Mark Hollis, Frontman of Influential '80s Group Talk Talk, Dies at 64

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Mark Hollis of Talk Talk photographed in 1990.

Mark Hollis, frontman of '80s hitmakers and post-rock innovators Talk Talk, has died. The news was confirmed by Hollis' longtime manager, Keith Aspden, who told BBC News on Tuesday (Feb. 25), "Sadly, it's true. Mark has died after a short illness from which he never recovered." Aspden did not offer any further details on the cause of death. Hollis was 64. 

Born in London in 1955, Hollis abandoned his collegiate plans in his late teens to become a songwriter, eventually forming the band The Reaction in the late '70s. The group disbanded after just one single, and Hollis shifted his attention to new band Talk Talk, taking its name from a demo ("Talk Talk Talk Talk") Hollis had penned for his previous group.

That song, also shortened to "Talk Talk" and released as the lead single to debut album The Party's Over, became Hollis' breakthrough hit with his new group, a fiery synth-pop missive that hit No. 75 on the Billboard Hot 100 in 1982. The group's greatest commercial success would come with the anthemic title track to its second LP, It's My Life, hitting No. 31 on the Hot 100 in 1984 and enduring as one of the most iconic singles of the new wave era, also receiving a hit cover from '80s acolytes No Doubt in 2003.

While Talk Talk's commercial success largely stalled in the U.S. after "It's My Life," they grew more popular in their native Britian, hitting the top 10 of the U.K. albums chart with 1986's The Colour of Spring and the top 20 of the singles chart with lead single "Life's What You Make It." The album also marked the beginning of Talk Talk's transition from a singles-focused new wave group to a more experimental, LP-geared, sonically amorphous outfit.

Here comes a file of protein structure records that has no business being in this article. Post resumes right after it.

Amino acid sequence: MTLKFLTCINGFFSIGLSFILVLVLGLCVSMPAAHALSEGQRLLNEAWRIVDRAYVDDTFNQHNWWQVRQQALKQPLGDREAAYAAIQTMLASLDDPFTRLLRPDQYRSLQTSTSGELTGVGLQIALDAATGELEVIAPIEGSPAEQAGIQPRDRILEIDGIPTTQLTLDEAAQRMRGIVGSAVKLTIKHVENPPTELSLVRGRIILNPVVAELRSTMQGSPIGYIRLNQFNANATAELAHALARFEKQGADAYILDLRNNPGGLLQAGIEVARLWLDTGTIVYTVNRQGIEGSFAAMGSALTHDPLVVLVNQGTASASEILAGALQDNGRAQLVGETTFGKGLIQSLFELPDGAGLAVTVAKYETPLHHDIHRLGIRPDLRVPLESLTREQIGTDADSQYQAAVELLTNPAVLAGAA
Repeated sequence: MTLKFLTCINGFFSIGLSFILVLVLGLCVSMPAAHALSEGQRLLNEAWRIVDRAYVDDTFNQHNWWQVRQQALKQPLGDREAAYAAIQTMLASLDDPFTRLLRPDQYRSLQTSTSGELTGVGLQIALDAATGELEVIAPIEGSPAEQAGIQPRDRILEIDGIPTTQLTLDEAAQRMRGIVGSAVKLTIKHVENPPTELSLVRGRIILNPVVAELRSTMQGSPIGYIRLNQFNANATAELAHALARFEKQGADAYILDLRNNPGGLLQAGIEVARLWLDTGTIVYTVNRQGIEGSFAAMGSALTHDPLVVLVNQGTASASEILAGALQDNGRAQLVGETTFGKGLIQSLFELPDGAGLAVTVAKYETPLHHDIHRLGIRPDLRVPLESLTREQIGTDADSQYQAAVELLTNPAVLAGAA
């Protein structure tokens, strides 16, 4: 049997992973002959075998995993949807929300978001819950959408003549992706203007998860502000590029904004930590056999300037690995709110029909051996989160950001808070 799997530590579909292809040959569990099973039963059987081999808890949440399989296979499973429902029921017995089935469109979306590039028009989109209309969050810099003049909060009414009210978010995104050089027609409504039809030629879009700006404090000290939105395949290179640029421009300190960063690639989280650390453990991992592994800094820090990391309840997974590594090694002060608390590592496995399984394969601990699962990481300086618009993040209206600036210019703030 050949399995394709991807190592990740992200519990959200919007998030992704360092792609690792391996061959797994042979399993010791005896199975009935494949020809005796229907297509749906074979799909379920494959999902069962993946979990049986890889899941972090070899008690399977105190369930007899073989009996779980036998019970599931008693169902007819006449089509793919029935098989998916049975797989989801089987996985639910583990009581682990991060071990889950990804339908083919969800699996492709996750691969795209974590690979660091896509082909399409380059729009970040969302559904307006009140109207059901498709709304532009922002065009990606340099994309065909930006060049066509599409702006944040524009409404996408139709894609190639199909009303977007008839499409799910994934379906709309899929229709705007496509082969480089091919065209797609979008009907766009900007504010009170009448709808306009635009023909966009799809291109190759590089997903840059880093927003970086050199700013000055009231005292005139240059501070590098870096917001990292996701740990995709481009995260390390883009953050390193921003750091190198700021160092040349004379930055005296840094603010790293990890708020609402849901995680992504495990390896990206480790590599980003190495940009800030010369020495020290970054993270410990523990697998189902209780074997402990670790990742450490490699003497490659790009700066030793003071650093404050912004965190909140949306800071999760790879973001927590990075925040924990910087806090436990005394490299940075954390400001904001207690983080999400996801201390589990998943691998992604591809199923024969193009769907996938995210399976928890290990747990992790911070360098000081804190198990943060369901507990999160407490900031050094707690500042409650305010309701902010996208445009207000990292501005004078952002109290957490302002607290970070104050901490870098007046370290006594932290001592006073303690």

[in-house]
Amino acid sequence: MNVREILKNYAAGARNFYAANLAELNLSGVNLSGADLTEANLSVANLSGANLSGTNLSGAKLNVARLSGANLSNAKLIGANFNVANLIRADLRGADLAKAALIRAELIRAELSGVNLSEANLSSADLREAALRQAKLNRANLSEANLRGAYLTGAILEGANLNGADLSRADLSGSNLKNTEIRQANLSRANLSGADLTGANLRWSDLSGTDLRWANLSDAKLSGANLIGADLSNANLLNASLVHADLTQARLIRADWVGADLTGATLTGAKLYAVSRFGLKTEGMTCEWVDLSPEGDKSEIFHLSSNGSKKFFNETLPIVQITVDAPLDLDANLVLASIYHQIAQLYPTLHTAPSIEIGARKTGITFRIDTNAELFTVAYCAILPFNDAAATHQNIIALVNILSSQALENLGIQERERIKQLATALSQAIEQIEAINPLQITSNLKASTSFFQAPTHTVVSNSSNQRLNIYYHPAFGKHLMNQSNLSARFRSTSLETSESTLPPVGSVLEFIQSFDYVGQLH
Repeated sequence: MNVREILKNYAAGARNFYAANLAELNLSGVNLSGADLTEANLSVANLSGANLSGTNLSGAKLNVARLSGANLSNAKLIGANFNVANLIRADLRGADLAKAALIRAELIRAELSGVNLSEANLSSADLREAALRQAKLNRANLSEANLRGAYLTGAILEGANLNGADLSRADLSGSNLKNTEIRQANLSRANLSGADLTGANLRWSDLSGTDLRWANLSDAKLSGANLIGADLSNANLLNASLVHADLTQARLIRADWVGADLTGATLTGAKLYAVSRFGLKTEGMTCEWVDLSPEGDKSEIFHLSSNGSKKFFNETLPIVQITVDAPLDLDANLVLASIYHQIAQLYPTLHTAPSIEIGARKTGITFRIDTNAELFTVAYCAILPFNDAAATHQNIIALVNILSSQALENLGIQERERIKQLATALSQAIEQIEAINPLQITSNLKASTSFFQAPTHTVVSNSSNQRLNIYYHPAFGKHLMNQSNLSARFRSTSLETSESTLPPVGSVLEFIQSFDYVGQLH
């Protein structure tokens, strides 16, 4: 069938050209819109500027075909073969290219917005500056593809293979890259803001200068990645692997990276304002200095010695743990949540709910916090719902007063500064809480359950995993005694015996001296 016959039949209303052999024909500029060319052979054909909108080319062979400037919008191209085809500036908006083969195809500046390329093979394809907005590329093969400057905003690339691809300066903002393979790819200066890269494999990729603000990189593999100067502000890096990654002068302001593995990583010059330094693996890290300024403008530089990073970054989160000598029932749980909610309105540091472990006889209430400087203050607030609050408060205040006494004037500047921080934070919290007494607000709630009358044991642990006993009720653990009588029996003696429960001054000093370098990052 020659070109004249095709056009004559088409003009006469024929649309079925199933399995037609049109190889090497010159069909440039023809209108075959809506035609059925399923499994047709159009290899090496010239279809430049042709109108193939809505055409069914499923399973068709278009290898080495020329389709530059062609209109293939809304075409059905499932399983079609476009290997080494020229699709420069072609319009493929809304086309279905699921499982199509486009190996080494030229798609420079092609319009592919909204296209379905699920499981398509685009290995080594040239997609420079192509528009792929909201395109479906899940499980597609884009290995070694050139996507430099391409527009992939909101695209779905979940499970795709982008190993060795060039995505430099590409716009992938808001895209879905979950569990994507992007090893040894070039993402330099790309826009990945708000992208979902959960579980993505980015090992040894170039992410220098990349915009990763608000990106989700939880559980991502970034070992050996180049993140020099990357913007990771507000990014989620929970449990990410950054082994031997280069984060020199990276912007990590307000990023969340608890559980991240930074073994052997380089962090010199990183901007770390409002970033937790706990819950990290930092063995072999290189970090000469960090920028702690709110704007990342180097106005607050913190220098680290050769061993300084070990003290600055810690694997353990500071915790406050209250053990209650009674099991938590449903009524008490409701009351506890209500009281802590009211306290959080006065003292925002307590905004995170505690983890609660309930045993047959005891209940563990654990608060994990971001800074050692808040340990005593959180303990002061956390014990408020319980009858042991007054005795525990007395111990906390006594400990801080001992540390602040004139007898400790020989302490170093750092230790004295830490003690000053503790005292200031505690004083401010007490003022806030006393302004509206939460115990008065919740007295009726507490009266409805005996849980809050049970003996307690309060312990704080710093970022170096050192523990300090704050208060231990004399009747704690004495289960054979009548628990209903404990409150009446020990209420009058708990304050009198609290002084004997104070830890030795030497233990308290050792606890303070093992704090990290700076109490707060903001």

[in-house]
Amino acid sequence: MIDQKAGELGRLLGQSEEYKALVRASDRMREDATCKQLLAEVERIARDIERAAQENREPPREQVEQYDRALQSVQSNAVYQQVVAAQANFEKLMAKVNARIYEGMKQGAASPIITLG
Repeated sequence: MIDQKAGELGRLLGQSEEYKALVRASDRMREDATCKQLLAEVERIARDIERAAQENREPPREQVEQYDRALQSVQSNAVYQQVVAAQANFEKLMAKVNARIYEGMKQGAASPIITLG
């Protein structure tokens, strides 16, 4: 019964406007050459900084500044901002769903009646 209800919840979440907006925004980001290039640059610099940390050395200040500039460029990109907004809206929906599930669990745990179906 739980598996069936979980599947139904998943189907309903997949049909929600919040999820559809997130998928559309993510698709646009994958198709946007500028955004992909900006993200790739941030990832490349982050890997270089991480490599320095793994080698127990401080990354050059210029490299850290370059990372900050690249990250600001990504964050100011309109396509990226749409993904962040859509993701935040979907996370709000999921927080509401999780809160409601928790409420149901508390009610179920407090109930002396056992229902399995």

That evolution culminated with their next two albums, 1988's Spirit of Eden and 1991's Laughing Stock, which received a muted commercial response and mixed reviews. But the sets' languorous, almost jazzy feel and soulful, naturalistic songwriting led to them being considered today as formative texts in the genre that would come to be known as post-rock, and proving influential on next-generation artists ranging from M83 to Death Cab for Cutie. (Many critics have also noted how the group's evolution from contemporary hitmakers to genre-shifting album artists was paralleled a decade later by Radiohead, to even greater success.) 

Talk Talk broke up following Laughing Stock, and Hollis released a lone solo album, 1998's well-received self-titled effort, before retiring from the music industry altogether. "I don’t believe that a family and tours can go together," he said in a 1998 interview explaining his decision. "Therefore, it was an easy choice for me, and a final one." Hollis' presence in the public sphere afterwards was sporadic at best, though he did compose the instrumental piece "ARB Section 1" for the Starz TV drama Boss in 2012. 

"mark hollis was a genius," summarized the official Twitter account for Canadian indie rock veterans Stars following news of Hollis' passing. "nobody made music that sounded like his... this one hurts. badly."